The Effect of Video-Based Approach on Prospective Teachers’ Ability to Analyze Mathematics Teaching

Jun. 21, 2010

Source: Journal of Mathematics Teacher Education, Volume 13, Number 3, 223-241. (June, 2010).
(Reviewed by the Portal Team)

The purpose of this study was to explore the impact of using video lesson analysis methodology (VLAM) on the ability of prospective secondary mathematics teachers to analyze mathematics teaching.

More specifically, the authors aimed at answering the following research questions:
1. To what extent can the video lesson analysis methodology (VLAM) help PTs pay attention to noteworthy classroom interactions?
2. To what extent can VLAM help PTs interpret these interactions?
3. To what extent can VLAM help PTs link classroom interactions to NCTM vision for mathematics teaching and learning?


The sample of the study consisted of 26 female prospective mathematics teachers enrolled in a methods course at the United Arab Emirates University.
The participants were divided equally into two groups, experimental and control. The experimental group was involved in video lesson analysis where they analyzed ten video lessons throughout the semester. The group members interacted via discussion forums through Blackboard technology. Both groups wrote analyses of two video lessons, one before the intervention program and another at the end of it.

Data collection
Data for this study originated from two sources: first, participants’ essays which comprehended narrative analyses of pre- and post-intervention videotaped lessons; second, Blackboard discussion forums by means of which experimental PTs submitted essays and exchanged comments on each others’ essays.


It was found that the intervention remarkably improved the ability to analyze mathematics teaching of the experimental group while little improvement occurred to the control group.
The authors believe that the intervention helped PTs improve their analysis of mathematics teaching on the following levels:
First, the experimental PTs learned to pay attention to noteworthy events in classroom interactions; also, they developed the ability to pay attention to student learning when watching and analyzing a lesson. In the other end of the scale, their counterparts in the control group did not attend much to student learning.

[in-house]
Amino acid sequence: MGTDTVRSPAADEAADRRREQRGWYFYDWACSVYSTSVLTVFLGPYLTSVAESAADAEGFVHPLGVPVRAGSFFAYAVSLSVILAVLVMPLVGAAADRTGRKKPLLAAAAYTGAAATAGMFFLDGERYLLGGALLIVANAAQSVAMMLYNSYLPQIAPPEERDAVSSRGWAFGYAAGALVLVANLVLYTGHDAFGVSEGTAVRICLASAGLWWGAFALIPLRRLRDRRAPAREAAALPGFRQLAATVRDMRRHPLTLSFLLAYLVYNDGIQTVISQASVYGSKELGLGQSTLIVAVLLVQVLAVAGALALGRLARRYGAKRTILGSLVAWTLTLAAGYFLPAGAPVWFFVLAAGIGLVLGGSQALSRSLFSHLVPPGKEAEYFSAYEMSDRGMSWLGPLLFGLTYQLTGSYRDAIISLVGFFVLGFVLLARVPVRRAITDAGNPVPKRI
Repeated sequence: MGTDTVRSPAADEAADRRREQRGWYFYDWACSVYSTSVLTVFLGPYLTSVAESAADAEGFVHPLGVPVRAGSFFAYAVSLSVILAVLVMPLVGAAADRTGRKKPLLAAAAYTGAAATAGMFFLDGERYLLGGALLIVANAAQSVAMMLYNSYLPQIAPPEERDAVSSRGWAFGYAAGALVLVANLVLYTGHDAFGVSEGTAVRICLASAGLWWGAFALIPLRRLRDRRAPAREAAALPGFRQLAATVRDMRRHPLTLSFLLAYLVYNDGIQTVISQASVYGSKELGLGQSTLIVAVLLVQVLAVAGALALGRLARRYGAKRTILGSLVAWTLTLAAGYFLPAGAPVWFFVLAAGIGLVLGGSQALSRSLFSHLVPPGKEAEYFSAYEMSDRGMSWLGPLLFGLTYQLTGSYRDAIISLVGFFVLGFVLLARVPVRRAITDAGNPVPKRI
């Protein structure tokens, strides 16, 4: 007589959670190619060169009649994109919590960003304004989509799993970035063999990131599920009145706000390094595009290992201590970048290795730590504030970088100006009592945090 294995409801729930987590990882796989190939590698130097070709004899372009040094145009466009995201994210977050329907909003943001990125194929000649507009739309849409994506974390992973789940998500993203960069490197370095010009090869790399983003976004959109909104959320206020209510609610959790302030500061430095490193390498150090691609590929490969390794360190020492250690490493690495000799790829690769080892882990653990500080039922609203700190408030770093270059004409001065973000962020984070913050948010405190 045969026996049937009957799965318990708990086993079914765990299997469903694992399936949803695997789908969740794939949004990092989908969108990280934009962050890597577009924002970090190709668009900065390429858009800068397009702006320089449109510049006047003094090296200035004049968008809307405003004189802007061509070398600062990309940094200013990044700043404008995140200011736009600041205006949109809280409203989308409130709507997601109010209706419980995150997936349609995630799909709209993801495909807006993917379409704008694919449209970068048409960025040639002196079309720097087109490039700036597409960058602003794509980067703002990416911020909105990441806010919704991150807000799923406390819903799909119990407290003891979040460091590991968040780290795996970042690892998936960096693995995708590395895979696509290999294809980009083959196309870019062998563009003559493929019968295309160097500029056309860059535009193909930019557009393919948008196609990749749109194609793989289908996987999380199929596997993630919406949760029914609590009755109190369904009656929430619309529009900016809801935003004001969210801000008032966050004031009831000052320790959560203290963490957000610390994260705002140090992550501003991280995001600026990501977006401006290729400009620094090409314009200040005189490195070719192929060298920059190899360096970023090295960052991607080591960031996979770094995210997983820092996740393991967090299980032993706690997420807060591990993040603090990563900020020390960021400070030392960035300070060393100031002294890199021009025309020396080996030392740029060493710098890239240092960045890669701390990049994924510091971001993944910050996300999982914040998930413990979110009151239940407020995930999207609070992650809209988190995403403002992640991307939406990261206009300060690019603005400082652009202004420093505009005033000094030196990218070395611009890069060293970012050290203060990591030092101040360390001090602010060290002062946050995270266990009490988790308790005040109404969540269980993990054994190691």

Second, the experimental PTs have benefited from the intervention in improving their interpretation skills which grew gradually throughout the semester. Their late electronic discussions and essays provided evidence that they no longer provided evaluative judgments of events; on the contrary, they attempted to understand the events and their consequences on student learning and classroom discourse.

Third, the experimental PTs learned to make connections between classroom events and NCTM vision of teaching and learning as reflected in PSSM (NCTM 2000) and PSTM (NCTM 1991). Actually, connecting classroom specifics with the broader new vision of teaching and learning reflects deeper understanding of this vision and more awareness of what it means to implement standards in the classroom.

In conclusion, the findings of this study suggest that teacher education programs need to encourage learning about teaching. Furthermore, they indicate that the use of VLAM was effective in increasing the participants’ knowledge about problems of practice, in directing their attention and raising their sensitivity toward student learning, and in encouraging them to think in greater depth about efficient instructional strategies.

National Council of Teachers of Mathematics. (1991). Professional standards for teaching mathematics. Reston, VA: Author.

National Council of Teachers of Mathematics. (2000). Principles and standards for school mathematics. Reston, VA: Author.

Updated: Dec. 21, 2010


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